The Möbius strip has become a popular motif in design, and it’s easy to see why. It’s challenging to come up with objects limited to one surface and one boundary, which is part of the official definition of this complex mathematical concept. Rarely have we seen lighting designers take it on – until now. Graypants‘s Mobius lamp is a glimmering low-energy lighting fixture composed of dozens of tiny cubes hung from fiber optic cables. The cubes combine to create a sweeping, curving shape reminiscent of “the undulating forms created by flocks of starlings.”


A photo posted by Inhabitat NYC (@inhabitatnyc) on

We spotted Graypants’ sparkling Mobius lighting fixture at Wanted Design during New York Design Week. To understand the Seattle studio’s vision for this sculptural piece, it helps to hear it in their own words: “each frosted cube is lit from within, using the light-carrying qualities of fiber optic cable,” they write in their design description.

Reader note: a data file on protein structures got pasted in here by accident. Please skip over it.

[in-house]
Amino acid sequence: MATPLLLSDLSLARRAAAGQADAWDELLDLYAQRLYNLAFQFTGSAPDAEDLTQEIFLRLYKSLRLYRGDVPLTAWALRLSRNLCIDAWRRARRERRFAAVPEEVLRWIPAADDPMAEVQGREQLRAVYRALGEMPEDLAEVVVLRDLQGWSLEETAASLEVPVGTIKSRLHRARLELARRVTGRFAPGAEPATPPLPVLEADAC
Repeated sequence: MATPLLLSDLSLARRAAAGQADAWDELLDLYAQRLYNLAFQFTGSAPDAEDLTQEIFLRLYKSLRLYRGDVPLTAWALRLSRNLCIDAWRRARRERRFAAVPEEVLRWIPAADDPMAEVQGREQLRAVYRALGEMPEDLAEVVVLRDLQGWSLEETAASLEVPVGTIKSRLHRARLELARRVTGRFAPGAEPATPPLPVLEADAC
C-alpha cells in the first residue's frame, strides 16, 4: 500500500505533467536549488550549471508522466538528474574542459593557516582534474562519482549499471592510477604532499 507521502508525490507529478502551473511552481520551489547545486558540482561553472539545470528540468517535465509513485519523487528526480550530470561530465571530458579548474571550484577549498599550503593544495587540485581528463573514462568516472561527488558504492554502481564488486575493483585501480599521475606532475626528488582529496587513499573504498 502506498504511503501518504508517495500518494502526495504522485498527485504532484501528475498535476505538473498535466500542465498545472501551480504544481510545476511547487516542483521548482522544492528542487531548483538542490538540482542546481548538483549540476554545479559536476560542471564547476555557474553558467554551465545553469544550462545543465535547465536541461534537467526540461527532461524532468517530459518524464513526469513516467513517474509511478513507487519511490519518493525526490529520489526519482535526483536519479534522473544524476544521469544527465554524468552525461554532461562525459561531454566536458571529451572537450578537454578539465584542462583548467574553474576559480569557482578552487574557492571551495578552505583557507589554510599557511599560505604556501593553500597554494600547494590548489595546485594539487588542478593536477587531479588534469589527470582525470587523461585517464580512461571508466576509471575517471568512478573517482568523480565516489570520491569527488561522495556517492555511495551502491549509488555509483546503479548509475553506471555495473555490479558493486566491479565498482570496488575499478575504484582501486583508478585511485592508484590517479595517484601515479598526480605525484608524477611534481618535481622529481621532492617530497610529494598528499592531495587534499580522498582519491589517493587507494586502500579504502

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And while the piece pictured in the images, which is on display in Seattle, looks like it could light up all of Ethiopia, Graypants notes that it takes only a few LED bulbs to illuminate the Mobius, resulting in less energy consumed, but sufficient brightness to light up even the most dreary room.

But this is more than a light. It’s a piece of art that can stand alone, even without performing a vital function. “Even when not illuminated, the formation catches the light and creates a dynamic focal point.”

+ Graypants